Challenges of Global Aging, and The Administration on Aging
The Administration on Aging (AoA), an agency in the U.S. Department of Health and Human Services, is one of the nation’s largest providers of home and community-based care for older persons and their caregivers. Our mission is to promote the dignity and independence of older people, and to help society prepare for an aging population.
The United States is faced with profound challenges associated with dramatic increases in the numbers of people living to an advanced old age. This 21st Century phenomenon, shared by many nations, can be attributed to advances in science, technology and medicine leading to reductions in infant and maternal mortality, infectious and parasitic diseases, occupational safety measures, and improvements in nutrition and education.
Rapidly expanding numbers of very old people represent a social phenomenon without historical precedent. In 2000, the number of persons aged 60 years or older was estimated at 605 million. That number is projected to grow to almost 2 billion by 2050, when the population of older persons will be larger than the population of children (0-14 years) for the first time in human history.¹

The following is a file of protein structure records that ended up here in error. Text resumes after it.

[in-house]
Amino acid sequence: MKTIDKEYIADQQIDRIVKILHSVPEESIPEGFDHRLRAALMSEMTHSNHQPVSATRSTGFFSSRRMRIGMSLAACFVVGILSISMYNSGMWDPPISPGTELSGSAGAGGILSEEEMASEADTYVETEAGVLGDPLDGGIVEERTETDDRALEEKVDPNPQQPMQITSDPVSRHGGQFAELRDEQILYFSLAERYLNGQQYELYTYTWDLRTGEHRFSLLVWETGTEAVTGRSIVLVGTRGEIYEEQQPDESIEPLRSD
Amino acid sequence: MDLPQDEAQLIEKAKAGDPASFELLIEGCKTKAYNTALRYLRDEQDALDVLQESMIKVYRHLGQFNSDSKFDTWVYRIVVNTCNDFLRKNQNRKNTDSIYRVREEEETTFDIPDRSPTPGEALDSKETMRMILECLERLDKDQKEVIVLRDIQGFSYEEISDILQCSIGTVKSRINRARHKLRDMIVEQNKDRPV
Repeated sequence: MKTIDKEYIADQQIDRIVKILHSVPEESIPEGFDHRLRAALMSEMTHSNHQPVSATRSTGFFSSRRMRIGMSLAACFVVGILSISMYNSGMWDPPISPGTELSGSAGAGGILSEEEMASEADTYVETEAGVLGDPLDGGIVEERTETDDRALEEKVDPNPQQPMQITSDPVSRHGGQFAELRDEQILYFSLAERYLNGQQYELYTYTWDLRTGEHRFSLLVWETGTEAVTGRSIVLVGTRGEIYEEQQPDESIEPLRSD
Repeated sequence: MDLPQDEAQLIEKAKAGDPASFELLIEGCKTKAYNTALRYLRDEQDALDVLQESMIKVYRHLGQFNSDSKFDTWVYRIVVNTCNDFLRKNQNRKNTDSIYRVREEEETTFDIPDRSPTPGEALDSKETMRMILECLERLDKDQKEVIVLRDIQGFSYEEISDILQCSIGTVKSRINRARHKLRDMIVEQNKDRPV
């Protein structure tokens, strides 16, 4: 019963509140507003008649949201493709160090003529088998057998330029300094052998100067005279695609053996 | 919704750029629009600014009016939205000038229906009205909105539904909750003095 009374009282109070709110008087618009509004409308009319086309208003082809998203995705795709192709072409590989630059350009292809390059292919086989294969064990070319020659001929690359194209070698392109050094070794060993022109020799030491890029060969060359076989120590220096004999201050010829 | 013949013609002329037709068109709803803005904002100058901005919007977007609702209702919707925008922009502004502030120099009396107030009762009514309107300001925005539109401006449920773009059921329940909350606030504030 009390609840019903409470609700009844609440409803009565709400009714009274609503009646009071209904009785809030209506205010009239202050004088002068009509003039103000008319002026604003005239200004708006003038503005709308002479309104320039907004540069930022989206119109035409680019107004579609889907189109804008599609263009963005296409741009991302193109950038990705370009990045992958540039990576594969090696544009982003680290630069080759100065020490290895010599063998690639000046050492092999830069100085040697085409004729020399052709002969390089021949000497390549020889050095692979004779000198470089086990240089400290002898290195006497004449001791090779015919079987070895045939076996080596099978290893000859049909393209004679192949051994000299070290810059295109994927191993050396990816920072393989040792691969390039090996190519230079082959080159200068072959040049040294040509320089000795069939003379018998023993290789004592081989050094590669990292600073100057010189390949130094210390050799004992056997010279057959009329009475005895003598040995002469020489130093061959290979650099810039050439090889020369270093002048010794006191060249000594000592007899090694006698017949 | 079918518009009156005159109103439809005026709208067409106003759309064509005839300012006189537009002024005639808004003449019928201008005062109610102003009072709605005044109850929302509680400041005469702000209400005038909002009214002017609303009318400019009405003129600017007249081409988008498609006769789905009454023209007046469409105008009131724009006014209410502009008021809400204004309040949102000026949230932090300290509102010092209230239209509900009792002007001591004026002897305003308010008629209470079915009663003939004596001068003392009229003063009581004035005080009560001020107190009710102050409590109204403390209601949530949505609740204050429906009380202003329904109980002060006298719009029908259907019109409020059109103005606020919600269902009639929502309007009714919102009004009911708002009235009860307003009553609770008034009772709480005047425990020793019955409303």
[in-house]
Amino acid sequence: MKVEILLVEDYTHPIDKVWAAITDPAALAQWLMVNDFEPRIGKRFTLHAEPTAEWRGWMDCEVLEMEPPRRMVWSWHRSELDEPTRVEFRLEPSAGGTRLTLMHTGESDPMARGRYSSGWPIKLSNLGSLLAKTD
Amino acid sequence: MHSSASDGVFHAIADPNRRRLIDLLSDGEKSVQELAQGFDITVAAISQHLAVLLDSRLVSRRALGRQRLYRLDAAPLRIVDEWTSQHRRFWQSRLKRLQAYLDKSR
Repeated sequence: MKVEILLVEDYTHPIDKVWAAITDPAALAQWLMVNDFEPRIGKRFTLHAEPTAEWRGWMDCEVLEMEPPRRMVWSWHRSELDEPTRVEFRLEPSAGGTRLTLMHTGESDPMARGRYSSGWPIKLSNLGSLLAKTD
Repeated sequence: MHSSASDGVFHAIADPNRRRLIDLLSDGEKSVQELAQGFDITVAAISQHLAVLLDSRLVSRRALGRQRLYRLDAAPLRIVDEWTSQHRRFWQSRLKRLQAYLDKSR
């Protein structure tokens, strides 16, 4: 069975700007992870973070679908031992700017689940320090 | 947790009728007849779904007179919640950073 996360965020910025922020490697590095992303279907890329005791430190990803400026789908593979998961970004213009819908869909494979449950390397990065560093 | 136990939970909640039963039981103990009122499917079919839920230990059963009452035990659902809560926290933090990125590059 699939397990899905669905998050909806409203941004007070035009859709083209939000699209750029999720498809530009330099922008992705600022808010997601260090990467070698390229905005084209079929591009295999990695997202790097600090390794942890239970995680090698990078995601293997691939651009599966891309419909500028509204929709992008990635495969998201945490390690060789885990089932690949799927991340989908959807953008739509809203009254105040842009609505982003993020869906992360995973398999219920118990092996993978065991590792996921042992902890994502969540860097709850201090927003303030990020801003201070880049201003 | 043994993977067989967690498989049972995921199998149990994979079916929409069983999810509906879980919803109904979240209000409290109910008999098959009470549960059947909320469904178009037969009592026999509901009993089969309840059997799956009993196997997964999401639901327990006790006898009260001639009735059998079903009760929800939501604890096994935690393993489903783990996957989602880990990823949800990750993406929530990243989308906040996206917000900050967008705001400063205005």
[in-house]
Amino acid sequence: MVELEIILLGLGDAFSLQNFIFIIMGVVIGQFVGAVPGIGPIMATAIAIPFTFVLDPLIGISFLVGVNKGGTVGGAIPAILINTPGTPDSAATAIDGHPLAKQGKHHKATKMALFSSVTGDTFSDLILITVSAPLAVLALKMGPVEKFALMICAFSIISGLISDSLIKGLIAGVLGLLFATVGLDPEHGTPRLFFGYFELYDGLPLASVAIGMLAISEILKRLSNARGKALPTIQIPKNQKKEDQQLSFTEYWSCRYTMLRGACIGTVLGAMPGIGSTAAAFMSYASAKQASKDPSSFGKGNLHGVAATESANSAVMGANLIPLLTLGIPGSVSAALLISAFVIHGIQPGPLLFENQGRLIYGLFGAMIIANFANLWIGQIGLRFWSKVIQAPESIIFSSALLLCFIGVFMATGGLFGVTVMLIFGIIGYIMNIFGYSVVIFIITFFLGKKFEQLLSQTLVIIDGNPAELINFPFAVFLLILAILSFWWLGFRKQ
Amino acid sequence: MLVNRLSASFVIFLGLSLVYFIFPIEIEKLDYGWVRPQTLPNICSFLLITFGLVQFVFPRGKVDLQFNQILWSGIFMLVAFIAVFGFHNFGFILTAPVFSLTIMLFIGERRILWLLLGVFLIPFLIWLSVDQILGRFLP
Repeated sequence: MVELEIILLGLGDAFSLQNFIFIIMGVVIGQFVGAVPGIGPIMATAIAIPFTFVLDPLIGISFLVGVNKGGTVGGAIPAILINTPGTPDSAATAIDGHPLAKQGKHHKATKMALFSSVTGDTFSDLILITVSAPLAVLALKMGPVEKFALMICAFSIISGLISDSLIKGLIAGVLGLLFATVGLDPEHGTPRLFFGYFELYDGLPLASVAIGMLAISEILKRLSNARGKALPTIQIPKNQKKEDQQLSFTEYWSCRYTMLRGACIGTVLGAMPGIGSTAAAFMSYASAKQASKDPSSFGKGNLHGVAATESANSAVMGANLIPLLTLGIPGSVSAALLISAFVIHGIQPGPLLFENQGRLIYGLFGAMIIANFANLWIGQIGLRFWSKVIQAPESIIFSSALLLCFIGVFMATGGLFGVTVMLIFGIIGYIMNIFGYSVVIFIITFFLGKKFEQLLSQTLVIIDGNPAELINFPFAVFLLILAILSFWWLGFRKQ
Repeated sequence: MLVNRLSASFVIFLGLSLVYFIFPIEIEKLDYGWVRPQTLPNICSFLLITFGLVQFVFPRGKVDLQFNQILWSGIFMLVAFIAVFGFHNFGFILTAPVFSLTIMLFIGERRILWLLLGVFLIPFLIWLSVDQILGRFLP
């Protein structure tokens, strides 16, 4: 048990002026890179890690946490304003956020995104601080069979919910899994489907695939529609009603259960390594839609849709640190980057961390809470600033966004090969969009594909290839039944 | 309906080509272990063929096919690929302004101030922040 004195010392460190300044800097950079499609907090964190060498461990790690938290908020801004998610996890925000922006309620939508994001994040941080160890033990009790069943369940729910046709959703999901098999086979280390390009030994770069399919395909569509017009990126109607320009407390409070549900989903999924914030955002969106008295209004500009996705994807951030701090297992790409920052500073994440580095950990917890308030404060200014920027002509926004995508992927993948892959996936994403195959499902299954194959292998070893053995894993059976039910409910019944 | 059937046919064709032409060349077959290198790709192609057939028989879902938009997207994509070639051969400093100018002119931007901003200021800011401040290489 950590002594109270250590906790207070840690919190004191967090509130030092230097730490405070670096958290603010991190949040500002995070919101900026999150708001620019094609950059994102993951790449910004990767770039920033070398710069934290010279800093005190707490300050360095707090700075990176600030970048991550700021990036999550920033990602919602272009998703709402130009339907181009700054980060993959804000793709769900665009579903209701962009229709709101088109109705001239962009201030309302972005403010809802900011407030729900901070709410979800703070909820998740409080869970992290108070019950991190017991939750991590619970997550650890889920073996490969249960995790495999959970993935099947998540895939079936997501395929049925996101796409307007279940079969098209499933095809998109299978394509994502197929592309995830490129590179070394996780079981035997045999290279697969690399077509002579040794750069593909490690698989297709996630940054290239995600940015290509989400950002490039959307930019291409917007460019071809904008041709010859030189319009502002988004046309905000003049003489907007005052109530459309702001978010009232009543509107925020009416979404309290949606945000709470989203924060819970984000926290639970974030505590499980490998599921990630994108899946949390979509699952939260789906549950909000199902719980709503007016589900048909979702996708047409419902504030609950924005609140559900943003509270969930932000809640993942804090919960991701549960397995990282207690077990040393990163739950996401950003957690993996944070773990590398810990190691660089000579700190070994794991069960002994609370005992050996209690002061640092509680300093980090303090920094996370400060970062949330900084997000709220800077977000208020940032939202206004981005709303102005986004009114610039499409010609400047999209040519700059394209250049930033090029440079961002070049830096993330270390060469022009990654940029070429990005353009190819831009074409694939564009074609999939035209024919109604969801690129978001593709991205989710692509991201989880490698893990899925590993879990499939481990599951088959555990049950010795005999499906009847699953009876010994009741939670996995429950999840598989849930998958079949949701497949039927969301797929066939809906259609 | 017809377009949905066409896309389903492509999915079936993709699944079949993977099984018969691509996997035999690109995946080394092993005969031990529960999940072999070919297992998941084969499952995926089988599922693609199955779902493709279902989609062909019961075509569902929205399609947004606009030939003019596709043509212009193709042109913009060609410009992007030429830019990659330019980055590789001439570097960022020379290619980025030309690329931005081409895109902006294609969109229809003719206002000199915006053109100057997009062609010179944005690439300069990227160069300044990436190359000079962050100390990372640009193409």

Fifty-four percent, the largest share of the world’s older persons, live in Asia. Europe has the next largest share, with 24 percent.²
Challenges of Global Aging
Population ageing will affect every man, woman and child anywhere in the world. The steady increase of older age groups will have a direct bearing on relationships within families, equity across generations, lifestyles, and the family solidarity that is the foundation of society.³
For More Information
AoA recognizes the importance of making information readily available to consumers, professionals, researchers, and students. Our website provides information for and about older persons, their families, and professionals involved in aging programs and services. For more information about AoA, please our website at www.aoa.gov.
U.S. Administration on Aging International Activities
As the federal focal point for older Americans and their caregivers, the Administration on Aging (AoA) plays a vital role in information exchange with other nations concerning aging issues. The AoA participates in a number of collaborative efforts with foreign governments and with international organizations, such as the United Nations, to enhance aging programs and policies worldwide.
* Empowering adults as they age with reliable information and access to the care they need
* Enabling individuals who are at high risk of nursing home placement to remain at home
* Building disease prevention into community living through the use of low-cost, evidence based programs
We respond to requests for information from international organizations, foreign governments, and non-profit agencies. We host international scholars, officials and practitioners who come to the United States to learn first-hand about America’s response to population aging.
People’s Republic of China Agreement
The AoA and the China National Committee on Ageing of the People’s Republic of China have agreed to share information and to develop collaborative activities.